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Optics Express

  • Editor: C. Martijn de Sterke
  • Vol. 18, Iss. 17 — Aug. 16, 2010
  • pp: 18483–18491
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Flow-assisted Single-beam Optothermal Manipulation of Microparticles

Yangyang Liu and Andrew W. Poon  »View Author Affiliations


Optics Express, Vol. 18, Issue 17, pp. 18483-18491 (2010)
http://dx.doi.org/10.1364/OE.18.018483


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Abstract

An optothermal tweezer was developed with a single-beam laser at 1550 nm for manipulation of colloidal microparticles. Strong absorption in water can thermally induce a localized flow, which exerts a Stokes’ drag on the particles that complements the gradient force. Long-range capturing of 6 µm polystyrene particles over ~ 176 µm was observed with a tweezing power of ~7 mW. Transportation and levitation, targeted deposition and selective levitation of particles were explored to experimentally demonstrate the versatility of the optothermal tweezer as a multipurpose particle manipulation tool.

© 2010 Optical Society of America

1. Introduction

Single-beam gradient force laser tweezers have been developed and widely used to control and actuate dielectric microparticles and other microscopic objects [1

1. A. Ashkin, J. M. Dziedzic, J. E. Bjorkholm, and S. Chu, “Observation of a single-beam gradient force optical trap for dielectric particles,” Opt. Lett. 11, 288 – 290 (1986), http://www.opticsinfobase.org/ol/abstract.cfm?uri=ol-11-5-288. [CrossRef] [PubMed]

, 2

2. D. G. Grier, “A revolution in optical manipulation,” Nature 424, 810 – 816 (2003), http://www.nature.com/nature/journal/v424/n6950/full/nature01935.html. [CrossRef] [PubMed]

]. The momentum transfer that occurs due to scattering can result in a gradient force that confines the microparticles to the focal region of the tweezing beam. The typical trapping range of a conventional laser tweezer is on the order of only a few microns [3

3. A. Ashkin, “Forces of a single-beam gradient laser trap on a dielectric sphere in the ray optics regime,” Opt. Lett. 11, 288 – 290 (1986), http://www.opticsinfobase.org/ol/abstract.cfm?uri=ol-11-5-288. [CrossRef] [PubMed]

, 4

4. C. D’Helon, E. W. Dearden, H. Rubinsztein-Dunlop, and N. R. Heckenberg, “Measurement of the optical force and trapping range of a single-beam gradient optical trap for micron-sized latex spheres,” J. Mod. Opt. 41, 595 – 601 (1994). [CrossRef]

]. Trapping beyond 80 µm is possible below the focal plane with a tweezing power as high as 29 mW, but the range is nevertheless limited to the region illuminated by the tweezing laser [5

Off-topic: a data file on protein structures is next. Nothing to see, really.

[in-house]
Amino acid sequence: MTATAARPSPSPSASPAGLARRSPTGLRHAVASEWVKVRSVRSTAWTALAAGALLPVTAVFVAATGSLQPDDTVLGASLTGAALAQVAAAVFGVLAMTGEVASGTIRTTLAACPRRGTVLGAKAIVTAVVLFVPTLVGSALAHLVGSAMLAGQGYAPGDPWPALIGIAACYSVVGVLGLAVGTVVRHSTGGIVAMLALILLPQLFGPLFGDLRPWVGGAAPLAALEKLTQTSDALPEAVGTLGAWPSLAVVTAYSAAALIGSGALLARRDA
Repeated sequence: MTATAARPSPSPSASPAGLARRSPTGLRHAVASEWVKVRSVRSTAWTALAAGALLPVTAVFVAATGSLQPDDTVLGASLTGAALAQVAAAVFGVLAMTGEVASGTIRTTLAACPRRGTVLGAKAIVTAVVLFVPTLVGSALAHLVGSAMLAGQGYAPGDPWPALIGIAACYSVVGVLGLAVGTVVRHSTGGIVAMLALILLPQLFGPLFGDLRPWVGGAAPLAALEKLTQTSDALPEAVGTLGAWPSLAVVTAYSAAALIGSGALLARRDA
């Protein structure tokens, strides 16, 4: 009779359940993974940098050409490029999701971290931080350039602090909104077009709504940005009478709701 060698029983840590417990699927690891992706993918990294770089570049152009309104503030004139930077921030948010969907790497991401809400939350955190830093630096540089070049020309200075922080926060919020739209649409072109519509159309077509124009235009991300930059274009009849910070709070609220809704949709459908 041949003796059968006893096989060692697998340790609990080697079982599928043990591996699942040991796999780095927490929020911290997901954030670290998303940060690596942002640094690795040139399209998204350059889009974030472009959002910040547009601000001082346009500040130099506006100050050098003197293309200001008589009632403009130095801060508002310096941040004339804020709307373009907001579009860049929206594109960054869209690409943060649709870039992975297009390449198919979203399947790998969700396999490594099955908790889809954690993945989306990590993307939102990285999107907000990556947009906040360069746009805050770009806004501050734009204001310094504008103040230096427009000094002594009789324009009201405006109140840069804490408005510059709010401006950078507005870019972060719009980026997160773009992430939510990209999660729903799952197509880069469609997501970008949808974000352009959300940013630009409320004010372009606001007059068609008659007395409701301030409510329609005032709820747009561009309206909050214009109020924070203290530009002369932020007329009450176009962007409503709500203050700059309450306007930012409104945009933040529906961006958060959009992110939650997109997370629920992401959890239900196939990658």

5. P. Schiro, C. DuBois, and A. Kwok, “Large capture-range of a single-beam gradient optical trap,” Opt. Express 11, 3485–3489 (2003), http://www.opticsinfobase.org/oe/abstract.cfm?id=78205. [CrossRef] [PubMed]

]. In addition, laser-induced heating in optical tweezers is a known issue and has been a matter of concern [6

6. E. J. G. Peterman, F. Gittes, and C. F. Schmidt, “Laser-induced heating in optical traps,” Biophys J. 84, 1308 – 1316 (2003), http://www.ncbi.nlm.nih.gov/pmc/articles/PMC1302707/. [CrossRef] [PubMed]

, 7

7. H. Mao, J. R. Arias-Gonzalez, S. B. Smith, I. Tinoco, Jr., and C. Bustamante, “Temperature control methods in a laser tweezers system,” Biophys J. 89, 1308–1316 (2005), http://www.ncbi.nlm.nih.gov/pubmed/15923237. [CrossRef] [PubMed]

].

A different approach was recently developed for particle manipulation using thermal tweezers [8–12

8. D. Braun and A. Libchaber, “Trapping of DNA by thermophoretic depletion and convection,” Phys. Rev. Lett. 89, 188103 (2002), http://link.aps.org/doi/10.1103/PhysRevLett.89.188103. [CrossRef] [PubMed]

]. Particles in a temperature gradient experience thermophoretic force and move either toward or away from the heated region. With a single-beam laser optically imposing a temperature gradient inside a particle colloid chamber, thermophoresis and convection together can cause particles to aggregate in a layer close to the bottom of the chamber, thus efficiently redistributing the particles on a 2D plane [8

8. D. Braun and A. Libchaber, “Trapping of DNA by thermophoretic depletion and convection,” Phys. Rev. Lett. 89, 188103 (2002), http://link.aps.org/doi/10.1103/PhysRevLett.89.188103. [CrossRef] [PubMed]

, 9

9. S. Duhr and D. Braun, “Two-dimensional colloidal crystals formed by thermophoresis and convection,” Appl. Phys. Lett. 86, 131921 (2005), http://link.aip.org/link/APPLAB/v86/i13/p131921/s1. [CrossRef]

].

We previously proposed an optothermal tweezer for laser manipulation of microparticles in an aqueous medium [13